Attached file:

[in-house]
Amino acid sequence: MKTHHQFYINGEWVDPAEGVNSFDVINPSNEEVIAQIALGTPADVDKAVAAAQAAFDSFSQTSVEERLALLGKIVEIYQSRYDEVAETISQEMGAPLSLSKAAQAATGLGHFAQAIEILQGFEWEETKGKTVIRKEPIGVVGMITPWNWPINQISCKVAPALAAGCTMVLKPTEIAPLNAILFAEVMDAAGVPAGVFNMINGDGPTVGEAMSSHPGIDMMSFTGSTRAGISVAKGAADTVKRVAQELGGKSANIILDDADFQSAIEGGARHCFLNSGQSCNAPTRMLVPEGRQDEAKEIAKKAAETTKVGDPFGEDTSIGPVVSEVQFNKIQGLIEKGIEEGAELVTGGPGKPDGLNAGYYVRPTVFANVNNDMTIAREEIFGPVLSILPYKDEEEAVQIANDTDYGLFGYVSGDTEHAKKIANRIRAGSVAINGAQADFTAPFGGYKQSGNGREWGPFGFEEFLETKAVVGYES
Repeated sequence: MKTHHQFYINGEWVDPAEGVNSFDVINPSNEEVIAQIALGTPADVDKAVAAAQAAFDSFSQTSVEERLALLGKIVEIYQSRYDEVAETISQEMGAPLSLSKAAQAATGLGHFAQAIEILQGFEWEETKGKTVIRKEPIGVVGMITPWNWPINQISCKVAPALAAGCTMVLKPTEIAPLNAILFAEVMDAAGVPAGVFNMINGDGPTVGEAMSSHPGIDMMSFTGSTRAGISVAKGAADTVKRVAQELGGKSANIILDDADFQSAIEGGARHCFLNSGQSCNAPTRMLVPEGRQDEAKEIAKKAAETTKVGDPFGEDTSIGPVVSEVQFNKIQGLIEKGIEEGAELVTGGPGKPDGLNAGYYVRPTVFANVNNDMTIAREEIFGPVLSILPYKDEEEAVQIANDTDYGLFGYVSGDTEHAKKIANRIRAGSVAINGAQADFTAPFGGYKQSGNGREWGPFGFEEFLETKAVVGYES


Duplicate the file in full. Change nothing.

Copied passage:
[in-house]
Amino acid sequence: MKTHHQFYINGEWVDPAEGVNSFDVINPSNEEVIAQIALGTPADVDKAVAAAQAAFDSFSQTSVEERLALLGKIVEIYQSRYDEVAETISQEMGAPLSLSKAAQAATGLGHFAQAIEILQGFEWEETKGKTVIRKEPIGVVGMITPWNWPINQISCKVAPALAAGCTMVLKPTEIAPLNAILFAEVMDAAGVPAGVFNMINGDGPTVGEAMSSHPGIDMMSFTGSTRAGISVAKGAADTVKRVAQELGGKSANIILDDADFQSAIEGGARHCFLNSGQSCNAPTRMLVPEGRQDEAKEIAKKAAETTKVGDPFGEDTSIGPVVSEVQFNKIQGLIEKGIEEGAELVTGGPGKPDGLNAGYYVRPTVFANVNNDMTIAREEIFGPVLSILPYKDEEEAVQIANDTDYGLFGYVSGDTEHAKKIANRIRAGSVAINGAQADFTAPFGGYKQSGNGREWGPFGFEEFLETKAVVGYES
Repeated sequence: MKTHHQFYINGEWVDPAEGVNSFDVINPSNEEVIAQIALGTPADVDKAVAAAQAAFDSFSQTSVEERLALLGKIVEIYQSRYDEVAETISQEMGAPLSLSKAAQAATGLGHFAQAIEILQGFEWEETKGKTVIRKEPIGVVGMITPWNWPINQISCKVAPALAAGCTMVLKPTEIAPLNAILFAEVMDAAGVPAGVFNMINGDGPTVGEAMSSHPGIDMMSFTGSTRAGISVAKGAADTVKRVAQELGGKSANIILDDADFQSAIEGGARHCFLNSGQSCNAPTRMLVPEGRQDEAKEIAKKAAETTKVGDPFGEDTSIGPVVSEVQFNKIQGLIEKGIEEGAELVTGGPGKPDGLNAGYYVRPTVFANVNNDMTIAREEIFGPVLSILPYKDEEEAVQIANDTDYGLFGYVSGDTEHAKKIANRIRAGSVAINGAQADFTAPFGGYKQSGNGREWGPFGFEEFLETKAVVGYES